Saddle Creek | Cursive | Reviews


The Ugly Organ

4/8/2003 | VENUS | WWW.VENUSZINE.COM | Album Review
Since the year 2000, guitarist/singer/songwriter Tim Kasker's two bands, Cursive and The Goodlife, have released foue LPs and four EPs. Some of the output, especially Cursive's 2000 Saddle Creek album Domestica, has been thoroughly well written, expertly carried out, and startlingly rythmic guitar rock. But most of the other releases have been equal parts strong songcraft and arrangements. Cursive's latest full lenght, The Ugly Organ, again finds Kasher and company straying from the concise constructions that made Domestica an overlooked gem. The albums best songs build on the band's strong suit of constructing hyper rythmic rockers, like "Some Red Handed Slight of Hand," driven by drummer Clint Schnase's and bassist Matt Maginn's frighteningly precise rythem work and embellished by thundering organ lines and cellist Gretta Cohn's furious string work.
Kasher has never been one to shy away from the formulaic aspect of his lyrical work, and he confronts it again during the opening lines of the horridly titled "Art is Hard": "your self inflicted pain/ is getting to routine/ the crowds are catching on." The song begs the question: Does outing one's songwriting formulas through self-aware lyrics somehow justify continuing to use them? A track like "Butcher the Song" recalls musical motifs and lyrical refrains in earlier, better Kasher reflections and resoundingly answers no. What is most irksome about The Ugly Organ is that Cursive is a talented and tight instrumental outfit that is vastly under utilized because Kasher's lyrics and some of his songwriting have become so overwrought that they are virtually unbearable to listen to. Every fan hopes that bands they like will put out lots of material, but if The Ugly Organ proves anything, it's that it's better to offer up two stellar releases than six uneven ones. A.K. GOLD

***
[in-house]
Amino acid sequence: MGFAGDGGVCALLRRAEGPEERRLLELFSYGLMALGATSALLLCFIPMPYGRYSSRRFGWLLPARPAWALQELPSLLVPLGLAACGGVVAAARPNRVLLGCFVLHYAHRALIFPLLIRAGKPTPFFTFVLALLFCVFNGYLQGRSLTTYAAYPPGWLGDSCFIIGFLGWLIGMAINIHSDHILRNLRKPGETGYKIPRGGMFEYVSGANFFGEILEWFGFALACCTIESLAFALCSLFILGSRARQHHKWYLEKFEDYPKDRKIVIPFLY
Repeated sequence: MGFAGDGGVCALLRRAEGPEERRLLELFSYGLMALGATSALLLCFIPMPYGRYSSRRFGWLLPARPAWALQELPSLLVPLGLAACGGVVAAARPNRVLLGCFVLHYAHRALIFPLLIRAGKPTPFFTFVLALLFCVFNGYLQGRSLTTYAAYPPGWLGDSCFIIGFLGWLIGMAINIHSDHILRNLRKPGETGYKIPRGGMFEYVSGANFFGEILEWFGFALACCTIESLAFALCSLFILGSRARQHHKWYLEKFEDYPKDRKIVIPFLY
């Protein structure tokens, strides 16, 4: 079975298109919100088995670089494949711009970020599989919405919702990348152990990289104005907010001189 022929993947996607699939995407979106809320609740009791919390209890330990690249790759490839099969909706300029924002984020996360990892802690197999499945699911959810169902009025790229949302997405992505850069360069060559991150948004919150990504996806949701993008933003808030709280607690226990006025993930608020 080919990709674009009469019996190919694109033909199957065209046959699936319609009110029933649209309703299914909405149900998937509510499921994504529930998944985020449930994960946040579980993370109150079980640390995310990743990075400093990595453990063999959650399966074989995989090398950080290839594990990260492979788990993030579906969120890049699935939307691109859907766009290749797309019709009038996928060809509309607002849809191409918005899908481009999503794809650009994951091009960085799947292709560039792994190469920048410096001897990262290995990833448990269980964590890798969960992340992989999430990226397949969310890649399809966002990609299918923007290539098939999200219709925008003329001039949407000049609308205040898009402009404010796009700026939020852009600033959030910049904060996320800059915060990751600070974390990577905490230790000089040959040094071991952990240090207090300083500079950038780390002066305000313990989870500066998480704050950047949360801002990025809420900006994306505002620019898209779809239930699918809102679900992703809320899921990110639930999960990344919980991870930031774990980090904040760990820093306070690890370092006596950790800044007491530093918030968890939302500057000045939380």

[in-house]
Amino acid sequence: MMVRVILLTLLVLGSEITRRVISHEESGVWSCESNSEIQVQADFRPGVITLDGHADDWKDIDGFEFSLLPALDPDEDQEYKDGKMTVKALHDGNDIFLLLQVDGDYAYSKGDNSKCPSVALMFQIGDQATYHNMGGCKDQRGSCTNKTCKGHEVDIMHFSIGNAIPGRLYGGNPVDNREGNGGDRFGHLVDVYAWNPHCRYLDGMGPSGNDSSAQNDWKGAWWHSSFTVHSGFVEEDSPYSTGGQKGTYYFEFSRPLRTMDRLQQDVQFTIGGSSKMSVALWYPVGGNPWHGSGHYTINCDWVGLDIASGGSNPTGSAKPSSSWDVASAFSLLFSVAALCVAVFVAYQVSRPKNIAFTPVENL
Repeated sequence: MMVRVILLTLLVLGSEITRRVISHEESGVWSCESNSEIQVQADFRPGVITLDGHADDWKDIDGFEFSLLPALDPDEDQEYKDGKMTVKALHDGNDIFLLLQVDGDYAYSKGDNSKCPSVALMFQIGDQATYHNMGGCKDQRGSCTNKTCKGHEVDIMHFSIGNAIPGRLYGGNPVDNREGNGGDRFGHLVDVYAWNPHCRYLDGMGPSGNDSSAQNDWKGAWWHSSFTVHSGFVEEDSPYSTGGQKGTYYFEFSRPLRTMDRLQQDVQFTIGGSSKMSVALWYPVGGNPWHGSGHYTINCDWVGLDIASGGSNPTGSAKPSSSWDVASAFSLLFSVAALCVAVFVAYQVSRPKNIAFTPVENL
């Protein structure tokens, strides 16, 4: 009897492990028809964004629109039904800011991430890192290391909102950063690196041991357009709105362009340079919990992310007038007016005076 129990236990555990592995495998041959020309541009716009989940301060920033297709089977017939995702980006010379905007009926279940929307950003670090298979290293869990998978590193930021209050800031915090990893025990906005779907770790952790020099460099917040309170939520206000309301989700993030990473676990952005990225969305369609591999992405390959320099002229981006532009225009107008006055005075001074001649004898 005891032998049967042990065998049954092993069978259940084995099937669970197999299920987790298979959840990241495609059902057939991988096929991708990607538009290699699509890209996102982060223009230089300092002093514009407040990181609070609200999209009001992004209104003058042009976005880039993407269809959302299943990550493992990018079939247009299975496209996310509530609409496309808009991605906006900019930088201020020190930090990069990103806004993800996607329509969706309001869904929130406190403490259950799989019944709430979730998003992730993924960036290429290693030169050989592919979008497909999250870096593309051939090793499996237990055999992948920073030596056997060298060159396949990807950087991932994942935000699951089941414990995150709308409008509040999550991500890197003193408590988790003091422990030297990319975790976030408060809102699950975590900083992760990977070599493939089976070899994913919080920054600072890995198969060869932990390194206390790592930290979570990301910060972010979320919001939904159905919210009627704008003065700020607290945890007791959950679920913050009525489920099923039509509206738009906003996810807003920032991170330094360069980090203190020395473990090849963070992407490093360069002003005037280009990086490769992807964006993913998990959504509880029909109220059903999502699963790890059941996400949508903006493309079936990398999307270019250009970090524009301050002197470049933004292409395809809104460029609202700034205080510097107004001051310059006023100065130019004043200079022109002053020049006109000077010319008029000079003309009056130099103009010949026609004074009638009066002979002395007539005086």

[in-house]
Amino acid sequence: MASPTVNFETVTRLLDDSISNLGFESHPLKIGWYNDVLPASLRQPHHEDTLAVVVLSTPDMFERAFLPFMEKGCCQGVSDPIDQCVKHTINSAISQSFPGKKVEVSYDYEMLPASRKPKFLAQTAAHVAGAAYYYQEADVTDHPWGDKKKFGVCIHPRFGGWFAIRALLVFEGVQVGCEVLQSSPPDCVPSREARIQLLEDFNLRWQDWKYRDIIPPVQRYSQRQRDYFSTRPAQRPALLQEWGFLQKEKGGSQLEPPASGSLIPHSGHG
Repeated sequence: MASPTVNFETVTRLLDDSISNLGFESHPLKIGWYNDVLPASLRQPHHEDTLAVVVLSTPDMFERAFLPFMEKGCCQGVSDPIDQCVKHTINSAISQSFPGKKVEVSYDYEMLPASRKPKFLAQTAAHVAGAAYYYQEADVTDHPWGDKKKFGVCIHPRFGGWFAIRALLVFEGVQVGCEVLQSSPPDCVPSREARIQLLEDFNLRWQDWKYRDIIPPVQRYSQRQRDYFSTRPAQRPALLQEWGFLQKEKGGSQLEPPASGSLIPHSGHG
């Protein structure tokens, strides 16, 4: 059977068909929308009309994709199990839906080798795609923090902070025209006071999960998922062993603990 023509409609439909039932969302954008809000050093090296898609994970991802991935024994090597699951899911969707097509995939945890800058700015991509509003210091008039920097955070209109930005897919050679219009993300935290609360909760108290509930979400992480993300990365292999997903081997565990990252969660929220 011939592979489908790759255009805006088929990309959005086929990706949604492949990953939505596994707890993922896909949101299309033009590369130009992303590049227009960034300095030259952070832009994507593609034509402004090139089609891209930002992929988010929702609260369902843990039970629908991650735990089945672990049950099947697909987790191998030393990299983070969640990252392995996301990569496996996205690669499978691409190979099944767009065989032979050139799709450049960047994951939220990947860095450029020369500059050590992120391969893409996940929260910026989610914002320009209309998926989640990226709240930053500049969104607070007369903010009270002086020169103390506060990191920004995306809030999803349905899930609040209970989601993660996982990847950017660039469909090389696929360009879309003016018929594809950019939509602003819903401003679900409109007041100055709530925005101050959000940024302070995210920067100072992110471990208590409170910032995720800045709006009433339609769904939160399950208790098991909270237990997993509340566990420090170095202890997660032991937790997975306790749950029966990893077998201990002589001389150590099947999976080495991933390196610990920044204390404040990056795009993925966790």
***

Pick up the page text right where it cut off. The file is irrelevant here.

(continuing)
The Ugly Organ

The Ugly Organ

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